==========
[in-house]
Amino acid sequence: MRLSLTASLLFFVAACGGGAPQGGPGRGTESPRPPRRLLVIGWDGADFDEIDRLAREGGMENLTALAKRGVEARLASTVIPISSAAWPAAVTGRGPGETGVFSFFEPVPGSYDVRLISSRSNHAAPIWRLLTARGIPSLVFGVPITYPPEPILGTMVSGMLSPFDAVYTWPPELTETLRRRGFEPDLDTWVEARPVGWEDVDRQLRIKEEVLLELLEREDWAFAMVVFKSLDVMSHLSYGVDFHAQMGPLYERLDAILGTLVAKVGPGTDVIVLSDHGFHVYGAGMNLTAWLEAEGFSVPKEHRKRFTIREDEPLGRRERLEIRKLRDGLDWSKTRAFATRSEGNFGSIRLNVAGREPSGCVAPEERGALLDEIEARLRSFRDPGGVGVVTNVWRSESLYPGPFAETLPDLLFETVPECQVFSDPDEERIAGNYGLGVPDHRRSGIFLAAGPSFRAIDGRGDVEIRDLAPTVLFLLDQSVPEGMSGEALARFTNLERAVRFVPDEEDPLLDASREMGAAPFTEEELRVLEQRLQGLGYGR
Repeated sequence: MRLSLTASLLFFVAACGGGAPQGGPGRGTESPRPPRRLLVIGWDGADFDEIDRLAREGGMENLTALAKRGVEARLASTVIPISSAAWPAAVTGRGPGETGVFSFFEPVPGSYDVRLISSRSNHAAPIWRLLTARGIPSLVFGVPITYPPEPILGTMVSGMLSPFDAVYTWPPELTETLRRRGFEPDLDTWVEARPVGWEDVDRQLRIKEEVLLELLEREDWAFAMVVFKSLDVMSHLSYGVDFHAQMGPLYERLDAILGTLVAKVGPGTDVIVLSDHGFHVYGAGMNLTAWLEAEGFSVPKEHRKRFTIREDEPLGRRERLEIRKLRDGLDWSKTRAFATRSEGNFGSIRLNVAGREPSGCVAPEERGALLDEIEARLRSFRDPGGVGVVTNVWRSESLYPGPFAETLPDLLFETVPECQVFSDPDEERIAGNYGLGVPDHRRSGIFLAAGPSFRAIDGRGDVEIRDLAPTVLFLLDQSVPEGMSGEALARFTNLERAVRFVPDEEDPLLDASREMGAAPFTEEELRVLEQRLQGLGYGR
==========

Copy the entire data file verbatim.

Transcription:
[in-house]
Amino acid sequence: MRLSLTASLLFFVAACGGGAPQGGPGRGTESPRPPRRLLVIGWDGADFDEIDRLAREGGMENLTALAKRGVEARLASTVIPISSAAWPAAVTGRGPGETGVFSFFEPVPGSYDVRLISSRSNHAAPIWRLLTARGIPSLVFGVPITYPPEPILGTMVSGMLSPFDAVYTWPPELTETLRRRGFEPDLDTWVEARPVGWEDVDRQLRIKEEVLLELLEREDWAFAMVVFKSLDVMSHLSYGVDFHAQMGPLYERLDAILGTLVAKVGPGTDVIVLSDHGFHVYGAGMNLTAWLEAEGFSVPKEHRKRFTIREDEPLGRRERLEIRKLRDGLDWSKTRAFATRSEGNFGSIRLNVAGREPSGCVAPEERGALLDEIEARLRSFRDPGGVGVVTNVWRSESLYPGPFAETLPDLLFETVPECQVFSDPDEERIAGNYGLGVPDHRRSGIFLAAGPSFRAIDGRGDVEIRDLAPTVLFLLDQSVPEGMSGEALARFTNLERAVRFVPDEEDPLLDASREMGAAPFTEEELRVLEQRLQGLGYGR
Repeated sequence: MRLSLTASLLFFVAACGGGAPQGGPGRGTESPRPPRRLLVIGWDGADFDEIDRLAREGGMENLTALAKRGVEARLASTVIPISSAAWPAAVTGRGPGETGVFSFFEPVPGSYDVRLISSRSNHAAPIWRLLTARGIPSLVFGVPITYPPEPILGTMVSGMLSPFDAVYTWPPELTETLRRRGFEPDLDTWVEARPVGWEDVDRQLRIKEEVLLELLEREDWAFAMVVFKSLDVMSHLSYGVDFHAQMGPLYERLDAILGTLVAKVGPGTDVIVLSDHGFHVYGAGMNLTAWLEAEGFSVPKEHRKRFTIREDEPLGRRERLEIRKLRDGLDWSKTRAFATRSEGNFGSIRLNVAGREPSGCVAPEERGALLDEIEARLRSFRDPGGVGVVTNVWRSESLYPGPFAETLPDLLFETVPECQVFSDPDEERIAGNYGLGVPDHRRSGIFLAAGPSFRAIDGRGDVEIRDLAPTVLFLLDQSVPEGMSGEALARFTNLERAVRFVPDEEDPLLDASREMGAAPFTEEELRVLEQRLQGLGYGR